Long before there was a Weather Channel or Jim Cantore made big business out of chasing storms up and down the East Coast, there were local weather forecasters. Some, through presentation, personality and accuracy, became local legends.

Don Kent, Dick Albert and Barry Burbank were just a few of the legendary Boston media forecasters to gain notoriety in a society increasingly fascinated by weather.

In the Providence television market, Art Lake left his imprint.

But perhaps no area meteorologist was as beloved and trusted as John Ghiorse. Trust is a big thing when you are making decisions about canceling or going ahead with outdoor plans or calling off school ahead of an anticipated snowstorm.

John Ghiorse was born in Quincy, Massachusetts, on May 6, 1939. Ghiorise graduated from Braintree High School in 1957 and Harvard College with a chemistry degree four years later.

According to the Rhode Island Radio & TV Hall of Fame, of which he is a member, Ghiorse served in the Air Force, with tours of duty that included Thailand and Vietnam, and studied meteorology at Pennsylvania University.

Following a stint at WITC-TV Channel 3 in Hartford, Connecticut, Ghiorse became the first professional meteorologist in the Providence television market when he joined WJAR-TV Channel 10 in 1968.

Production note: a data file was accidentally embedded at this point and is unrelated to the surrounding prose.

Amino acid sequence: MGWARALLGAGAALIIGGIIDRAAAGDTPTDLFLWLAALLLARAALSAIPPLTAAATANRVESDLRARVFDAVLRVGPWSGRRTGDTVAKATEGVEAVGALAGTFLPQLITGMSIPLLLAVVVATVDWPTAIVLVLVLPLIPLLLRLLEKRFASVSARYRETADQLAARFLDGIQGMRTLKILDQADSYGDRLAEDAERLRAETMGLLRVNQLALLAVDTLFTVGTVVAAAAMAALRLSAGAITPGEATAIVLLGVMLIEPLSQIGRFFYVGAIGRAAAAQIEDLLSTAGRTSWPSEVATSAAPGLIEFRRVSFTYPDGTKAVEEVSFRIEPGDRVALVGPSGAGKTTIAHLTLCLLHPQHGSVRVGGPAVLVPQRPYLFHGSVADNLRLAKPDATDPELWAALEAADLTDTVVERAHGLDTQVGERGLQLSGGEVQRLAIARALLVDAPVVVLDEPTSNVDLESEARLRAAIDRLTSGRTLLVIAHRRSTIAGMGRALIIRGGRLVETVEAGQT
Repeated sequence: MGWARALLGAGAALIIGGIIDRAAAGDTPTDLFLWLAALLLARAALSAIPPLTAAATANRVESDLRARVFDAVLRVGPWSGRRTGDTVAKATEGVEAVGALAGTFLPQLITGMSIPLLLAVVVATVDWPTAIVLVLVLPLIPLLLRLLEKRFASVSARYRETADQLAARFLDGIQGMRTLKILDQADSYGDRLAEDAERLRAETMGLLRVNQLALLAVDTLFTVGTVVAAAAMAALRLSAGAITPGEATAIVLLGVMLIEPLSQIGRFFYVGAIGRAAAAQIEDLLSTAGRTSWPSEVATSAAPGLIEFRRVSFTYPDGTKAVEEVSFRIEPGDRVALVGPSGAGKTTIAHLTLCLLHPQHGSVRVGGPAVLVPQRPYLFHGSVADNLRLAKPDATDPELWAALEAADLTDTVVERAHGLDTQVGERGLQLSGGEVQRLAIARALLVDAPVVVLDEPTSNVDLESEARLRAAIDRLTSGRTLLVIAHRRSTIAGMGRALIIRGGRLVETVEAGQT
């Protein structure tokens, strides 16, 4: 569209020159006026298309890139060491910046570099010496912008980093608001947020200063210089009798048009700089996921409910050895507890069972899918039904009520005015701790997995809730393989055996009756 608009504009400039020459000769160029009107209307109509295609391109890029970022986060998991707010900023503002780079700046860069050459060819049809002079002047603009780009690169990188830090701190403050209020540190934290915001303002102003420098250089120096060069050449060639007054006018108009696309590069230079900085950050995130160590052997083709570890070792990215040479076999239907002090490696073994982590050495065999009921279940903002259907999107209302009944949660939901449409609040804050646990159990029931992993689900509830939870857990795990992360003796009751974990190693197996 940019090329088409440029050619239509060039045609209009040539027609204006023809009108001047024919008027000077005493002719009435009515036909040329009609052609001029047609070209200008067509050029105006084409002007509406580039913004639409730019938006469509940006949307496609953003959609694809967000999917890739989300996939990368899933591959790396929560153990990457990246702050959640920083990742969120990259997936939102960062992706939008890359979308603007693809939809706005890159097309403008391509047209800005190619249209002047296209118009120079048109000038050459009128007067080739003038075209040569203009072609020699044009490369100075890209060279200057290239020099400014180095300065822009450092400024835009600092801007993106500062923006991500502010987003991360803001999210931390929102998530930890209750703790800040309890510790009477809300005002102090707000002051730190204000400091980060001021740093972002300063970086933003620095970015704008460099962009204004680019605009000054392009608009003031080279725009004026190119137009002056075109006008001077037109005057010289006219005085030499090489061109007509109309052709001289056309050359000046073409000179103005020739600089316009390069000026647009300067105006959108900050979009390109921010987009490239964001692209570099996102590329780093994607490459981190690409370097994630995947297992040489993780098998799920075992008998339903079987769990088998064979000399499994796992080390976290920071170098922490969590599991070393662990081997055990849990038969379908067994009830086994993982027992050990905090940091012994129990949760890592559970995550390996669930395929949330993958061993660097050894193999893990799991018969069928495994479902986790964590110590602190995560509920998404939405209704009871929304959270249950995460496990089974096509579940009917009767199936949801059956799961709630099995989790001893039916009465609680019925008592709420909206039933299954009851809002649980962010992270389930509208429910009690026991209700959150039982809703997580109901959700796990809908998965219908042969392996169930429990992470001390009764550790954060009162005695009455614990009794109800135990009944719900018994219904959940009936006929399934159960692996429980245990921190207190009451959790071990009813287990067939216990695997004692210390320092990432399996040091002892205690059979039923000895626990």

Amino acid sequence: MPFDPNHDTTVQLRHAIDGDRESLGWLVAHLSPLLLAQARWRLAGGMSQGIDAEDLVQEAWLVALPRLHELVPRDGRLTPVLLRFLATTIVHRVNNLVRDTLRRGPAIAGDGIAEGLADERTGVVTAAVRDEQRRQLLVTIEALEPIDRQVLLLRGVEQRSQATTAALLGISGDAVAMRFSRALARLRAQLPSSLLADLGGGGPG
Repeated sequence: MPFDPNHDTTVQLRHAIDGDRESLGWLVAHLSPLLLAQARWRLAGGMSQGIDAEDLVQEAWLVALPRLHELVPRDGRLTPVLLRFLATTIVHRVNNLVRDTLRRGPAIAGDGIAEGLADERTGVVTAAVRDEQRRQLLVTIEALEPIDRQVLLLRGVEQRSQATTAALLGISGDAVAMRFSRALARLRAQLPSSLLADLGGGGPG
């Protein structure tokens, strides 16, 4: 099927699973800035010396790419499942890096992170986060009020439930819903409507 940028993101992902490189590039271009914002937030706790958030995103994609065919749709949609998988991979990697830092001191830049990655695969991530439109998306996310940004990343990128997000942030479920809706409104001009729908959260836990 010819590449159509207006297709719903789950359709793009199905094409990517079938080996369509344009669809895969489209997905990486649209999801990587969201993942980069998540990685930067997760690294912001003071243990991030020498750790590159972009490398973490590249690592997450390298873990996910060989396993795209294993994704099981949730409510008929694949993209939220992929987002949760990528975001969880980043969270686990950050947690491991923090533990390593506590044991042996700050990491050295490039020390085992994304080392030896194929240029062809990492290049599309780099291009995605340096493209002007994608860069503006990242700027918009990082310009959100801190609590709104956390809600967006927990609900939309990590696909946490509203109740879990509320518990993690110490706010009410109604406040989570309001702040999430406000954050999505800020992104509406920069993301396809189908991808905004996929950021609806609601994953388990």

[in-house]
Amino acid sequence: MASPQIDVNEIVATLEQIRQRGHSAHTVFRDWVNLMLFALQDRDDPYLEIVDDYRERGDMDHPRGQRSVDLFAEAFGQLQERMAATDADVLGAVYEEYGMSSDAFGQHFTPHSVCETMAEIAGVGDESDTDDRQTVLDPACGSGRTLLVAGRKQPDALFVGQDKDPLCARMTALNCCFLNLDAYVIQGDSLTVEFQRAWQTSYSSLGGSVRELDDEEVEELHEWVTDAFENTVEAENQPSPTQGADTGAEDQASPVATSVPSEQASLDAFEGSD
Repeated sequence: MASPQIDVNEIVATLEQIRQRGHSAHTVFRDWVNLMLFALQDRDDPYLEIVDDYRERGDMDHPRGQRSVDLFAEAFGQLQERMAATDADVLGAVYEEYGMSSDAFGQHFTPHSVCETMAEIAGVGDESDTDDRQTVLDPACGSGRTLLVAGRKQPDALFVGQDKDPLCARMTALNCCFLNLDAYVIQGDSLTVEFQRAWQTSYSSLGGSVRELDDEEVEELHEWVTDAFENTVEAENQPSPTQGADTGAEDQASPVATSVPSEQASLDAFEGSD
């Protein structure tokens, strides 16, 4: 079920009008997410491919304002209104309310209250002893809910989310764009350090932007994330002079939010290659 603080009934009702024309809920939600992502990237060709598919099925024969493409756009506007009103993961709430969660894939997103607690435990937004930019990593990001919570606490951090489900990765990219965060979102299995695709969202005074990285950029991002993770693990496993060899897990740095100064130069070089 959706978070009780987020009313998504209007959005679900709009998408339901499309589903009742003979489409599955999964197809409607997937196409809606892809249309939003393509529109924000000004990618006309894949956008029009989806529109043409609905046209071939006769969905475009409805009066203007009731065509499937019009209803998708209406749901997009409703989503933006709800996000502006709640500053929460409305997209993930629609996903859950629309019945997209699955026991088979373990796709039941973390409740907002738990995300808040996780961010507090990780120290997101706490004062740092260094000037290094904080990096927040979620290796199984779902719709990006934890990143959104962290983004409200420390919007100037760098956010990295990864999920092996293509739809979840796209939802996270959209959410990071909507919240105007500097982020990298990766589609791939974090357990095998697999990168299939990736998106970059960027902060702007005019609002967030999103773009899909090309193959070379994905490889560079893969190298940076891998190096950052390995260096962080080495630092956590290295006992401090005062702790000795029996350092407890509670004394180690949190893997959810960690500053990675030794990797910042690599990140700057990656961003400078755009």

Ghiorse was with Channel 10 for one of the region's most significant weather stories in modern times, the Blizzard of '78.

Ghiorse jumped ship in 1983, signing with rival WLNE-TV Channel 6, but returned to Channel 10 in 1998, where he stayed until his retirement in 2009.

John and his wife Connie, who raised four children, retired to The Villages, Florida. He told The Villages Daily Sun, "I was always intrigued by the weather, snowstorms, the change of seasons and the like."

Ghiorse's "Ghiorse Factor" always helped his viewers to plan for the day ahead. The 1-10 ranking gave viewers a quick sense of it was going to be a bad weather day (the lower end of the ranking) or a great weather day (the higher end).

LOOK: The most expensive weather and climate disasters in recent decades

Stacker ranked the most expensive climate disasters by the billions since 1980 by the total cost of all damages, adjusted for inflation, based on 2021 data from the National Oceanic and Atmospheric Administration (NOAA). The list starts with Hurricane Sally, which caused $7.3 billion in damages in 2020, and ends with a devastating 2005 hurricane that caused $170 billion in damage and killed at least 1,833 people. Keep reading to discover the 50 of the most expensive climate disasters in recent decades in the U.S.

Gallery Credit: KATELYN LEBOFF

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Ever since word came out last spring that Level99 in Natick was expanding with a second challenge venue location in Providence, people have been eager to see what types of games they would be bringing.
Now you can find out with a sneak peek inside the Providence Place Mall's newest hotspot.

Gallery Credit: Nancy Hall

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